The amount of new technology on the Ford means its crew is in many cases developing guidelines for using them. The crew is currently doing hands-on training that "will validate technical manuals and maintenance requirements cards against the elevator's actual operation," the Navy said.

James Geurts, Navy assistant secretary for research, development, and acquisition, told senators in late November that two elevators had been produced - one was through testing and another was "about 94% through testing."

Read more: Watch the Navy's newest, most sophisticated aircraft carrier land and launch its first aircraft

The other 10 elevators "are in varying levels of construction, testing, and operations," Couch said. "Our plan is to complete all shipboard installation and testing activities of the advanced weapons elevators before the ship's scheduled sail-away date in July."

"In our current schedule there will be some remaining certification documentation that will be performed for 5 of the 11 elevators after [the post-shakedown assessment] is compete," Couch said. "A dedicated team is engaged on these efforts and will accelerate this certification work and schedule where feasible."

Navy Richard Spencer Gerald R. Ford aircraft carrierSecretary of the Navy Richard V. Spencer is briefed by the USS Gerald R. Ford's commanding officer, Capt. John J. Cummings, during a tour of the ship, January 17, 2019.US Navy/Mass Comm. Specialist 2nd Class Kiana A. Raines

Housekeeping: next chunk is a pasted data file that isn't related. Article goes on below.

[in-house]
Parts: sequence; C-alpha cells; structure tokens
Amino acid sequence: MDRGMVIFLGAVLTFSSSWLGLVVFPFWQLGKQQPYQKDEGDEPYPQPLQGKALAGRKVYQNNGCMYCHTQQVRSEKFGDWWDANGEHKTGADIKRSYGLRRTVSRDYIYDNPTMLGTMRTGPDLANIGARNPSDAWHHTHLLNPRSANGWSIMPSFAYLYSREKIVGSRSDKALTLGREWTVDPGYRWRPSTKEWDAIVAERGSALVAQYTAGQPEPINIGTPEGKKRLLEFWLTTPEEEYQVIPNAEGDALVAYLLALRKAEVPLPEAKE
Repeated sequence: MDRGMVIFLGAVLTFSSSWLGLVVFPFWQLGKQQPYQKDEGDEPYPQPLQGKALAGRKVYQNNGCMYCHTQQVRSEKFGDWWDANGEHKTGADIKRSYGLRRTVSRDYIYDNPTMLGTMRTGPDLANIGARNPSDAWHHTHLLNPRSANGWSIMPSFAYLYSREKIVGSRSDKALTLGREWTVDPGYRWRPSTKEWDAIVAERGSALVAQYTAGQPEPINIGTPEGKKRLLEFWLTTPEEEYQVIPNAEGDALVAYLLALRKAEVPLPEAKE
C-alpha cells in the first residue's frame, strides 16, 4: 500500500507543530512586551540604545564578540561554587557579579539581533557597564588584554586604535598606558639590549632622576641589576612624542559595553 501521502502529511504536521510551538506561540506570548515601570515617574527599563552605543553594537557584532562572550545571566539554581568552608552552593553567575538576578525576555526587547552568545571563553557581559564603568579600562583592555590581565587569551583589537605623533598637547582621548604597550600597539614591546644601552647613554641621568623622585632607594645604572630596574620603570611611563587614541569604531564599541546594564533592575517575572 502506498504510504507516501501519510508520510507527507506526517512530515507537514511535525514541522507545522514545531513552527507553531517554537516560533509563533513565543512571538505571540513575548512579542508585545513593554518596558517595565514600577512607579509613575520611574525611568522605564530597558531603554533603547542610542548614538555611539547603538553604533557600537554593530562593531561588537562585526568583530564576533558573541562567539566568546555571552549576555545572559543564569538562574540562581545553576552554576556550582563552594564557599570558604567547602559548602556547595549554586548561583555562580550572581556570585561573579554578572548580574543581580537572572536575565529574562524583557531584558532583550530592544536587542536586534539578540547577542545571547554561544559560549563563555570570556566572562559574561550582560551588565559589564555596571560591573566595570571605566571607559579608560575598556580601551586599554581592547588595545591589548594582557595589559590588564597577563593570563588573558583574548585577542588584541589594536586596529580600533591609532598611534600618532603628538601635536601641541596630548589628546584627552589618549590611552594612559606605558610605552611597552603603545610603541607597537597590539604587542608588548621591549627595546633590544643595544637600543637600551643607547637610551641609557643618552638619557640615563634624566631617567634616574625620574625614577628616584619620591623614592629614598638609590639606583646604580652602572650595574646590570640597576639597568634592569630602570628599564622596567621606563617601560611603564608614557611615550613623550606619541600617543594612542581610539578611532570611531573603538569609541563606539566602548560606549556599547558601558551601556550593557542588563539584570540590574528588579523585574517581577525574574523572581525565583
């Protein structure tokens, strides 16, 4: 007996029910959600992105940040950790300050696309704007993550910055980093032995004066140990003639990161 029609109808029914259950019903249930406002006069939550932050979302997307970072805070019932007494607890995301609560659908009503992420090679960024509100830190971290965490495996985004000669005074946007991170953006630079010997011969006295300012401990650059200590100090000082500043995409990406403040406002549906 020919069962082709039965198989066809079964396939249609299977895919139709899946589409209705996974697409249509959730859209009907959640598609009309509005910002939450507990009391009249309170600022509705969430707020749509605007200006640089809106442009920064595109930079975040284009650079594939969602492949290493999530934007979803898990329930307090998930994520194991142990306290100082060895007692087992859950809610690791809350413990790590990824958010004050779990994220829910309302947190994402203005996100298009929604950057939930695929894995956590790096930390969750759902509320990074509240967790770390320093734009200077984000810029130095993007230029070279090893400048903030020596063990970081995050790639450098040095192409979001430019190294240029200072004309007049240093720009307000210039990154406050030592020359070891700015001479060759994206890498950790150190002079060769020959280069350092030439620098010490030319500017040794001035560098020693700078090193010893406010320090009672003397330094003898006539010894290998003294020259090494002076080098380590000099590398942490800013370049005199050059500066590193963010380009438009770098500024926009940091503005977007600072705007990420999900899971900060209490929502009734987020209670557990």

That timeline has particular meaning for Spencer, the Navy's top civilian official.

The Navy secretary said at an event this month that at the Army-Navy football game on December 8, he told Trump - who has made his displeasure with the Ford well known - that he would bet his job on the elevators' completion.

Read more: The Navy secretary made Trump a high-stakes promise: A major problem with the Navy's new carrier will be fixed 'or you can fire me'

"I asked him to stick his hand out - he stuck his hand out. I said, 'Let's do this like corporate America.' I shook his hand and said the elevators will be ready to go when she pulls out or you can fire me," Spencer said during an event at the Center for a New American Security in Washington, DC.

"We're going to get it done. I know I'm going to get it done," Spencer added. "I haven't been fired yet by anyone - being fired by the president really isn't on the top of my list."

Navy Gerald Ford aircraft carrier FA-18 Super Hornet landingAn F/A-18F Super Hornet performs an arrested landing aboard USS Gerald R. Ford, July 28, 2017.US Navy/Mass Comm. Specialist 3rd Class Elizabeth A. Thompson

The weapons elevators have posed a challenge to the Ford's development, but they are far from the only problem.

Trump has repeatedly singled out the carrier's new electromagnetic aircraft launch system, or EMALS, which uses magnets rather than steam to launch planes. Software issues initially hindered its performance.

"They have digital. What is digital? And it's very complicated, you have to be Albert Einstein to figure it out," Trump told Time magazine in May 2017, referring to the new launch system. "You going to goddamned steam, the digital costs hundreds of millions of dollars more money and it's no good."

Read more: The Navy's top officer in Europe says the US' new strategy has already duped the Russians

Spencer said he and Trump had also discussed EMALS at the Army-Navy game.

"He said, should we go back to steam? I said, 'Well Mr. President, really look at what we're looking at. EMALS. We got the bugs out,'" Spencer said at the event, according to USNI News. "It can launch a very light piece of aviation gear, and right behind it we can launch the heaviest piece of gear we have. Steam can't do that. And by the way, parts, manpower, space - it's all to our advantage."